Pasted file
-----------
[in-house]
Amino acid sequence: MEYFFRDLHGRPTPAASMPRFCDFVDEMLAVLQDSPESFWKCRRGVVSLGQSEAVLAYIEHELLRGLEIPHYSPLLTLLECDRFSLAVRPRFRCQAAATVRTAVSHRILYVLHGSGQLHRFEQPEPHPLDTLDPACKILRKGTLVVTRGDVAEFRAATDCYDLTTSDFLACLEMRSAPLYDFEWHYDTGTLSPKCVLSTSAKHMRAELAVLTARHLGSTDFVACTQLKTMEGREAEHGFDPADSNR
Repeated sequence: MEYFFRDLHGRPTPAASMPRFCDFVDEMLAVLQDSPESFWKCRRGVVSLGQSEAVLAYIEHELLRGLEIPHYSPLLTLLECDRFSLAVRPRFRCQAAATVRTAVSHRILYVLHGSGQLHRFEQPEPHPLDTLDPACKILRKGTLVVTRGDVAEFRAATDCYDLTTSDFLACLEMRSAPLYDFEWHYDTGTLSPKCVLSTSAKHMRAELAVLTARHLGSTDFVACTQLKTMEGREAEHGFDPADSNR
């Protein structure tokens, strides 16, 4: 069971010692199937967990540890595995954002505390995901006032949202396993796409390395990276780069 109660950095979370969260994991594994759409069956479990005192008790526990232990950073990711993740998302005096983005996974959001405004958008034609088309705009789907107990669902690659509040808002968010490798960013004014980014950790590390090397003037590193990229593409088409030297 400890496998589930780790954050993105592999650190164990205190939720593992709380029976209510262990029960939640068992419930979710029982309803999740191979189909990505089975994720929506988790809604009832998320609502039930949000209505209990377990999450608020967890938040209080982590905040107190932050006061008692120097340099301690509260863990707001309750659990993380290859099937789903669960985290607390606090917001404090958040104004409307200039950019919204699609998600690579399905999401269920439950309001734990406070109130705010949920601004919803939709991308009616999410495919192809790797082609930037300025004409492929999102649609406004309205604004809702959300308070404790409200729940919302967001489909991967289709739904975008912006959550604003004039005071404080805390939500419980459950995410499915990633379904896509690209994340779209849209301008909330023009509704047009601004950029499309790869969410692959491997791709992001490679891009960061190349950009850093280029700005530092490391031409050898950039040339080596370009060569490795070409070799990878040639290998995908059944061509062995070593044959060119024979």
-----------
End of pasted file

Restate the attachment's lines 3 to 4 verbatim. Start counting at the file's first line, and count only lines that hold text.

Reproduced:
Repeated sequence: MEYFFRDLHGRPTPAASMPRFCDFVDEMLAVLQDSPESFWKCRRGVVSLGQSEAVLAYIEHELLRGLEIPHYSPLLTLLECDRFSLAVRPRFRCQAAATVRTAVSHRILYVLHGSGQLHRFEQPEPHPLDTLDPACKILRKGTLVVTRGDVAEFRAATDCYDLTTSDFLACLEMRSAPLYDFEWHYDTGTLSPKCVLSTSAKHMRAELAVLTARHLGSTDFVACTQLKTMEGREAEHGFDPADSNR
């Protein structure tokens, strides 16, 4: 069971010692199937967990540890595995954002505390995901006032949202396993796409390395990276780069 109660950095979370969260994991594994759409069956479990005192008790526990232990950073990711993740998302005096983005996974959001405004958008034609088309705009789907107990669902690659509040808002968010490798960013004014980014950790590390090397003037590193990229593409088409030297 400890496998589930780790954050993105592999650190164990205190939720593992709380029976209510262990029960939640068992419930979710029982309803999740191979189909990505089975994720929506988790809604009832998320609502039930949000209505209990377990999450608020967890938040209080982590905040107190932050006061008692120097340099301690509260863990707001309750659990993380290859099937789903669960985290607390606090917001404090958040104004409307200039950019919204699609998600690579399905999401269920439950309001734990406070109130705010949920601004919803939709991308009616999410495919192809790797082609930037300025004409492929999102649609406004309205604004809702959300308070404790409200729940919302967001489909991967289709739904975008912006959550604003004039005071404080805390939500419980459950995410499915990633379904896509690209994340779209849209301008909330023009509704047009601004950029499309790869969410692959491997791709992001490679891009960061190349950009850093280029700005530092490391031409050898950039040339080596370009060569490795070409070799990878040639290998995908059944061509062995070593044959060119024979």